Elevator etiquette has its ups and downs

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“Had I been greeted in the hallway or the foyer of the very same hotel, by the same person, my response would have been an immediate and cheerful reply, but I was not expecting words to be uttered in a lift.” 

Conversing with a fellow traveller isn’t something that comes naturally for the bulk of the lift-riding population bemoans an equally mute MIKE WELSH.

A PERSON spoke to me in a lift once. And it shocked me. Not that it left me so traumatised I am unable to enter another lift; it was just a totally unexpected experience.

Mike Welsh.

It was more of a greeting than an attempt to engage me in conversation, but nonetheless, a person actually spoke to me in a lift. This had never happened before.

The lift was in a Sydney hotel. Granted it was a tourist, an American visitor to be precise who broke the silence, perhaps in the interests of global harmony I should refer to the lift as an elevator. 

I even tweeted the story and got several retweets, sharing my surprise at this happening. I can’t recall the exact words my friendly co-passenger used, possibly due to shock. 

I wanted to respond. I wanted to behave in the usual civilised manner expected of me. Had I been greeted in the hallway or the foyer of the very same hotel, by the same person, my response would have been an immediate and cheerful reply, but I was not expecting words to be uttered in a lift. 

Farting is much more common according to the list of “Ninety fun things to do in a lift”, which also includes the suggestion you draw a little square on the floor with chalk and announce to the other passengers this is your “personal space”.

I was, to my shame, left speechless. In mitigation for my crime against humanity, the shortness of the ride and the point at which my American lift co-rider uttered the friendly words left precious little time for me to compose myself and respond before that unmistakable ping sound, which always makes lift riders look up, signalled our plummeting, metal-lined conveyance had landed.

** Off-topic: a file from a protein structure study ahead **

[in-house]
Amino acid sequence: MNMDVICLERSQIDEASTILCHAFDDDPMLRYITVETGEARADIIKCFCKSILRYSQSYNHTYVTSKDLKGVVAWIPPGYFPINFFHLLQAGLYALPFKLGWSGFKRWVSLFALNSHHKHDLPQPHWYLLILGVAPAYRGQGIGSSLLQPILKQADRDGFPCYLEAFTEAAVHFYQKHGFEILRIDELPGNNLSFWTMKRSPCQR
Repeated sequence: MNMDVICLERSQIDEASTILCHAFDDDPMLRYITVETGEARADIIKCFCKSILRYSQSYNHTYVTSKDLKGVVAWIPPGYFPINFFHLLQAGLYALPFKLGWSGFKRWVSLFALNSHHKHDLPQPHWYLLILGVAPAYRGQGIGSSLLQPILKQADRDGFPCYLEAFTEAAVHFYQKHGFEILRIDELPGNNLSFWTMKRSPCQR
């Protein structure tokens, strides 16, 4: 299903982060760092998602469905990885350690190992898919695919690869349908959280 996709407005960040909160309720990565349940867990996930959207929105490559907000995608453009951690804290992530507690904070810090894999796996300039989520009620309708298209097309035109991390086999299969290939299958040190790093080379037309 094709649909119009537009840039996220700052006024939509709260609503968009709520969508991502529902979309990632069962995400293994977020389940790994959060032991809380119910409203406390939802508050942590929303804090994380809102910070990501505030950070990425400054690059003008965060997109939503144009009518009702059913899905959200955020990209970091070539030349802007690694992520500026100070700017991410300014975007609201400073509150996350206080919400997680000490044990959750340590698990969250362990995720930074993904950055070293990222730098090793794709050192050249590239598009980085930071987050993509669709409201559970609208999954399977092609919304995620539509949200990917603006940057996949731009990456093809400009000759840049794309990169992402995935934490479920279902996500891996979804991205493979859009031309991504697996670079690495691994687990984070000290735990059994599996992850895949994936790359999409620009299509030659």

Apparently this awkward activity happens more often than you think. There are the motivated and opportunistic souls who use their time in lifts to hone or apply their sales-pitching skills, running the risk of annoying those who are suspicious of others wishing to engage them in social intercourse. But for most of us, we just get on and get it over with – the riding of the lift, not the intercourse, social or otherwise. Although one does hear stories.

Conversing with a fellow lift traveller isn’t something that comes naturally for the bulk of the lift-riding population. For that reason there was a movement floated several years ago to actively promote the practice. I had a spokesperson from the group on my radio program back in the day. 

He offered a special certificate to those who got involved in the push. There may have even been a special day gazetted to promote the activity. I have my very own certificate somewhere, which states soberly and in gothic font that I, Michael Francis Welsh, contributed to the “advancement of people speaking to one another while riding a lift”.

Apart from liveried lift attendants in the department stores of my childhood, who stylishly and helpfully navigated the journey for shoppers and the muzak-mix designed to make the journey more enjoyable that replaced them, not a lot has changed in lifts.

Why is it that people don’t freely speak to each other in lifts or greet one another or even vaguely acknowledge the presence of a fellow human traveller as they enter a lift?

It remains one of the mysteries of mankind.

New-Age guru Deepak Chopra suggests “talking to strangers fosters serendipity” and that we should “welcome the randomness of someone who joins us in an elevator”.

So the next time you use a lift, good luck. I’ve done my bit to educate society on this awkward social situation and I have the certificate to prove it.

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Mike Welsh
Mike Welsh is a serial blogger and former Canberra radio presenter.

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